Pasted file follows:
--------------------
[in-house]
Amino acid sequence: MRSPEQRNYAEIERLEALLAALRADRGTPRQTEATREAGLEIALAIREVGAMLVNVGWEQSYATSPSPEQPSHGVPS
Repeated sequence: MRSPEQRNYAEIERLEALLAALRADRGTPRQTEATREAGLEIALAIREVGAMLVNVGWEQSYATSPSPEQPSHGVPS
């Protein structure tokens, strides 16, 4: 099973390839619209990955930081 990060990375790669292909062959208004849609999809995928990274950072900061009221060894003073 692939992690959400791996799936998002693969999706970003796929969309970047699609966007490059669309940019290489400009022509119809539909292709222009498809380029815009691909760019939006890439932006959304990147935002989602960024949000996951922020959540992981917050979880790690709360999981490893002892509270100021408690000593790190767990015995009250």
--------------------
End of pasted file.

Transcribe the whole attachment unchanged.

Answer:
[in-house]
Amino acid sequence: MRSPEQRNYAEIERLEALLAALRADRGTPRQTEATREAGLEIALAIREVGAMLVNVGWEQSYATSPSPEQPSHGVPS
Repeated sequence: MRSPEQRNYAEIERLEALLAALRADRGTPRQTEATREAGLEIALAIREVGAMLVNVGWEQSYATSPSPEQPSHGVPS
């Protein structure tokens, strides 16, 4: 099973390839619209990955930081 990060990375790669292909062959208004849609999809995928990274950072900061009221060894003073 692939992690959400791996799936998002693969999706970003796929969309970047699609966007490059669309940019290489400009022509119809539909292709222009498809380029815009691909760019939006890439932006959304990147935002989602960024949000996951922020959540992981917050979880790690709360999981490893002892509270100021408690000593790190767990015995009250």